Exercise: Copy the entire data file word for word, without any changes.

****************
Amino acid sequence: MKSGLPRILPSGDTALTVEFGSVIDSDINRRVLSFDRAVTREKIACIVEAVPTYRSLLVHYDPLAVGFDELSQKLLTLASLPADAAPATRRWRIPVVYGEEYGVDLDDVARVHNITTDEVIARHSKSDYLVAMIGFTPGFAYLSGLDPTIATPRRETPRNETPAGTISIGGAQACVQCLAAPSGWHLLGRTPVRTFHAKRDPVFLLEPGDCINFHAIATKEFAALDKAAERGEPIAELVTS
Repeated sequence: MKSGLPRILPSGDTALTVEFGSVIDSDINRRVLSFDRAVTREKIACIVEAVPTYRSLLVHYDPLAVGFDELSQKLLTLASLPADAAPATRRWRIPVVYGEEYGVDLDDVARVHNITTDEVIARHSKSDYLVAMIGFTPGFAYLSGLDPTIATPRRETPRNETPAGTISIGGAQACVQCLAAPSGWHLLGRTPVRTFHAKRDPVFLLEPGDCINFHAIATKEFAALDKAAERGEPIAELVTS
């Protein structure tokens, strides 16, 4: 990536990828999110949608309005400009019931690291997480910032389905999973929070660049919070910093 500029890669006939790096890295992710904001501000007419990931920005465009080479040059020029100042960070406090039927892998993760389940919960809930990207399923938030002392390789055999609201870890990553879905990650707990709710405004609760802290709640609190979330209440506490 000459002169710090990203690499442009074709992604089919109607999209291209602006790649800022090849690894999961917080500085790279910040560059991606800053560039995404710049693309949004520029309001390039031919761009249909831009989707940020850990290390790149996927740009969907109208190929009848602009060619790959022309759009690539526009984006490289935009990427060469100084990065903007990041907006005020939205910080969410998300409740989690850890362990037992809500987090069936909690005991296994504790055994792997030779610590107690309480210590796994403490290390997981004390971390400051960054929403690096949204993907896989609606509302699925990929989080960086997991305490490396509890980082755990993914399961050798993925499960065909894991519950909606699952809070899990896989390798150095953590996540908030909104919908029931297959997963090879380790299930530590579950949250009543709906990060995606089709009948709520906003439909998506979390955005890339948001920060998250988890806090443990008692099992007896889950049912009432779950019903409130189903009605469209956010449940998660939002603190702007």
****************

Amino acid sequence: MKSGLPRILPSGDTALTVEFGSVIDSDINRRVLSFDRAVTREKIACIVEAVPTYRSLLVHYDPLAVGFDELSQKLLTLASLPADAAPATRRWRIPVVYGEEYGVDLDDVARVHNITTDEVIARHSKSDYLVAMIGFTPGFAYLSGLDPTIATPRRETPRNETPAGTISIGGAQACVQCLAAPSGWHLLGRTPVRTFHAKRDPVFLLEPGDCINFHAIATKEFAALDKAAERGEPIAELVTS
Repeated sequence: MKSGLPRILPSGDTALTVEFGSVIDSDINRRVLSFDRAVTREKIACIVEAVPTYRSLLVHYDPLAVGFDELSQKLLTLASLPADAAPATRRWRIPVVYGEEYGVDLDDVARVHNITTDEVIARHSKSDYLVAMIGFTPGFAYLSGLDPTIATPRRETPRNETPAGTISIGGAQACVQCLAAPSGWHLLGRTPVRTFHAKRDPVFLLEPGDCINFHAIATKEFAALDKAAERGEPIAELVTS
């Protein structure tokens, strides 16, 4: 990536990828999110949608309005400009019931690291997480910032389905999973929070660049919070910093 500029890669006939790096890295992710904001501000007419990931920005465009080479040059020029100042960070406090039927892998993760389940919960809930990207399923938030002392390789055999609201870890990553879905990650707990709710405004609760802290709640609190979330209440506490 000459002169710090990203690499442009074709992604089919109607999209291209602006790649800022090849690894999961917080500085790279910040560059991606800053560039995404710049693309949004520029309001390039031919761009249909831009989707940020850990290390790149996927740009969907109208190929009848602009060619790959022309759009690539526009984006490289935009990427060469100084990065903007990041907006005020939205910080969410998300409740989690850890362990037992809500987090069936909690005991296994504790055994792997030779610590107690309480210590796994403490290390997981004390971390400051960054929403690096949204993907896989609606509302699925990929989080960086997991305490490396509890980082755990993914399961050798993925499960065909894991519950909606699952809070899990896989390798150095953590996540908030909104919908029931297959997963090879380790299930530590579950949250009543709906990060995606089709009948709520906003439909998506979390955005890339948001920060998250988890806090443990008692099992007896889950049912009432779950019903409130189903009605469209956010449940998660939002603190702007």